The reliability theorist employs various classes of functions . If is a convex function, the failure distribution is called an increasing failure rate distribution. The class of such distributions is denoted by IFR. If is a concave function, the failure distribution is said to have a decreasing failure rate. The corresponding class is denoted by DFR. Reliability theory also utilizes other non-parametric classes of distribution functions, such as IMFR (functions of an increasing mean failure rate), distributions for which the function
is an increasing function, or the class NBO (new better than old): Distributions in this last class satisfy the condition
for any , i.e. the failure distribution given that the system has already been operating for time is greater than the unconditional distribution. This means that failures occur more frequently in a system already operating than in a new one. For some classes of distributions, theorems have been proved concerning the invariance of the failure distribution under formation of certain structures (series or parallel connections of elements, etc.). Very common in reliability theory are models in which the function is defined parametrically. For example, the distribution of sudden failures is frequently assumed to be exponential,
or given by the Weibull distribution
There are various procedures for increasing the reliability of industrial systems: standby, preventive inspection and repairs, and operation at diminished loads. By standby one means improving the reliability of a system by introducing some kind of redundancy — additional elements, assemblies, devices, which are not required to enable the system to function; additional time allowed for the performance of jobs; the use of redundant information; etc. In this connection one considers the following types of standby: structural (additional equipment), temporal (additional time), informational, functional (exploiting the capacity of the elements of the system to perform additional functions), and loaded. A structural standby may be in any of the following three states: a) unloaded; b) fully loaded; c) partly loaded. In a fully loaded standby the element carries the same load as a basic (working) element, and the failure rate of the standby element is the same as that of a basic element. In unloaded standby the element carries no load at all, so that no failures occur. In partly loaded standby the element carries a load lower than that of a basic element, so that its failure rate is lower than that of a basic element. A significant increase in reliability is achieved by renewal of failed elements — standby with renewal. If an element has one standby, carrying no load, the failure distribution function of each of the elements is , the distribution function of the time needed for renewal is , the switches are absolutely reliable, and the transition from the operation to the renewal and to standby operation is instantaneous, then the time to failure of the system with standby (i.e. the time to the first instant at which both elements are in a state of failure) is given by the formula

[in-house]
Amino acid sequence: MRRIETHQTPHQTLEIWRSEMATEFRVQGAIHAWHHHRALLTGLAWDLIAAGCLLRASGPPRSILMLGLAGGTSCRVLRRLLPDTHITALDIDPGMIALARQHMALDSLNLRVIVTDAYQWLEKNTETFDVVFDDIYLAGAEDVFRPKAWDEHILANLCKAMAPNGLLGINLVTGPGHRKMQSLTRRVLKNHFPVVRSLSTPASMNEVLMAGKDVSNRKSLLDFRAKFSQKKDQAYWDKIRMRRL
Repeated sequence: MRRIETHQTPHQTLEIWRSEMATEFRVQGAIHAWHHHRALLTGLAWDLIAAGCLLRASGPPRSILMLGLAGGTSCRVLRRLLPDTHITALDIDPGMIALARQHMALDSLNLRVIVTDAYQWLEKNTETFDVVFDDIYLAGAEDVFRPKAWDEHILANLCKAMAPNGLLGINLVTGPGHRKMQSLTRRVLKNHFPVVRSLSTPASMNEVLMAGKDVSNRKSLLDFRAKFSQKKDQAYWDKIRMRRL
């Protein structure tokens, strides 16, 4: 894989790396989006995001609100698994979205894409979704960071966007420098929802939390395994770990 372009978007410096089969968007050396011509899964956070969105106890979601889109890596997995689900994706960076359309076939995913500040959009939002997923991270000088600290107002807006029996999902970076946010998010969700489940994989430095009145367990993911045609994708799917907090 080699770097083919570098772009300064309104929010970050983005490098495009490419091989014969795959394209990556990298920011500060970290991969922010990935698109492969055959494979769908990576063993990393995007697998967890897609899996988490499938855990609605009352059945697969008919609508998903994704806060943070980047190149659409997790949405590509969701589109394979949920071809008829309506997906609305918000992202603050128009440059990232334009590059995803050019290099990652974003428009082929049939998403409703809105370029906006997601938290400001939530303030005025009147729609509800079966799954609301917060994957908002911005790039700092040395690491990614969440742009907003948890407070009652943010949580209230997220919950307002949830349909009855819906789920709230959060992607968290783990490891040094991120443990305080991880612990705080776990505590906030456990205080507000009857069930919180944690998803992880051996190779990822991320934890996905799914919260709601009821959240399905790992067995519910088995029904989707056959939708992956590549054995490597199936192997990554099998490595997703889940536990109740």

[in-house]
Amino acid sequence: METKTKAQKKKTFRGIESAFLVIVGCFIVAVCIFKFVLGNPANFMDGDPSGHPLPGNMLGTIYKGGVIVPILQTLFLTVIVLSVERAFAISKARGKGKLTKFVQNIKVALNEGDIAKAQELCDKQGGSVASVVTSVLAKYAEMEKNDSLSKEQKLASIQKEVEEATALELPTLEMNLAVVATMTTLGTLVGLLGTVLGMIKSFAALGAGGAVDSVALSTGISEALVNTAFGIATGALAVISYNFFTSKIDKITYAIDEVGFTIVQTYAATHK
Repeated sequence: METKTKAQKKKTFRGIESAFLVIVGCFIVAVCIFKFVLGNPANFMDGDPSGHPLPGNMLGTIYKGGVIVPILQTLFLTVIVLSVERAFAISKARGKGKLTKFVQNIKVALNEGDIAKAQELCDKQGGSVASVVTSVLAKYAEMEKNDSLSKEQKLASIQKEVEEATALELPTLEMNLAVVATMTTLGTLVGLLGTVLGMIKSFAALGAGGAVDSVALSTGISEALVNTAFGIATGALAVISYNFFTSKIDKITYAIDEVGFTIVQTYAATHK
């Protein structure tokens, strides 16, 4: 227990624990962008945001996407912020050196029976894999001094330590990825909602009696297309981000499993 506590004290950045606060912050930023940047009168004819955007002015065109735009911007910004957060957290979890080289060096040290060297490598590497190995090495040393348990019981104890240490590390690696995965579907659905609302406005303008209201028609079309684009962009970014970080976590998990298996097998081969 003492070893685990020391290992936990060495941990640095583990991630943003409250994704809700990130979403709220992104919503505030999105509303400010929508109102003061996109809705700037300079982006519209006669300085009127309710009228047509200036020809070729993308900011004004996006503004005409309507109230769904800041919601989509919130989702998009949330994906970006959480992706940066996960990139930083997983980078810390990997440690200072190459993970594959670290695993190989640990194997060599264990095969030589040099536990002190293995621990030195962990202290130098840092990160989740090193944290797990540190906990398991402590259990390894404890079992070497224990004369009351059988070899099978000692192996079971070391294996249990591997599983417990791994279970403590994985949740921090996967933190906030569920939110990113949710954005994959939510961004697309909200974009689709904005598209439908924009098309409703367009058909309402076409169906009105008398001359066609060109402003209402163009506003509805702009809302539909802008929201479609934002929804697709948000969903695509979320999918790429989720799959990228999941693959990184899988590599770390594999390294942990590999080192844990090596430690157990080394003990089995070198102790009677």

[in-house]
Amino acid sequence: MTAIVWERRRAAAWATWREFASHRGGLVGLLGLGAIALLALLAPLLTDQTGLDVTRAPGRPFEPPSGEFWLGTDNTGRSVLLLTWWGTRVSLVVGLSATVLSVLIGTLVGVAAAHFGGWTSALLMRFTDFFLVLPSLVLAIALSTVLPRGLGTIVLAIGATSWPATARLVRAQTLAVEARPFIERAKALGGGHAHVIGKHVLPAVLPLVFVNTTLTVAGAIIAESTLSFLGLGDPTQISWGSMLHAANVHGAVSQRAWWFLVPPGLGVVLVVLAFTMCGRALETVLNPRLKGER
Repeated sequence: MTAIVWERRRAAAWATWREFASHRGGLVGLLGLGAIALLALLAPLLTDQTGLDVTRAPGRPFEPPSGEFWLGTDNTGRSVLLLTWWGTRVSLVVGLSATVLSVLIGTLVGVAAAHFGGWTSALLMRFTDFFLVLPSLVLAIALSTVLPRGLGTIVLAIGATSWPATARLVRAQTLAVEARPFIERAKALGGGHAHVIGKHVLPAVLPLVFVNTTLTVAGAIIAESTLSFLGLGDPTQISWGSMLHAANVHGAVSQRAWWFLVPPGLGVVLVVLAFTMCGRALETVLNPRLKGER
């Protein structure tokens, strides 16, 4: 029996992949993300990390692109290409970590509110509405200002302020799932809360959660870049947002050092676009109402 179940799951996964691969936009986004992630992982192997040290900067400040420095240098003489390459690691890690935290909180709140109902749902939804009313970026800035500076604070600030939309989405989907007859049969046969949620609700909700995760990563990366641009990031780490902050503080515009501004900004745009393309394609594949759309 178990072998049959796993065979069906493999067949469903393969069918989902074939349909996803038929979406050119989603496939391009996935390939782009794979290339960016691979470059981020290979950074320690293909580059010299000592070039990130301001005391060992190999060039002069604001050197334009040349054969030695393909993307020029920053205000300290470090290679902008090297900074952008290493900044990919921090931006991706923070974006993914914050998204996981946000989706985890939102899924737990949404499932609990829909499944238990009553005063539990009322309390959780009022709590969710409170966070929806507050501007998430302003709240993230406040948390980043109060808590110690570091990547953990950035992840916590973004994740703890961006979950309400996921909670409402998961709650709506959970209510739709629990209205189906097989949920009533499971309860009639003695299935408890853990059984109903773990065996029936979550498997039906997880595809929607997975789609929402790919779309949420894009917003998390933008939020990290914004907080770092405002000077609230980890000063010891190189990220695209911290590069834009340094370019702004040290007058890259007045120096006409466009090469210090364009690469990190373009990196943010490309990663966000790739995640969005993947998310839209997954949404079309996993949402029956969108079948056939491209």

The investigation of systems with standby has given birth to a variety of purely mathematical problems — the development of a theory of controlled and semi-Markov processes, limit theorems for the sum of a random number of random variables, etc.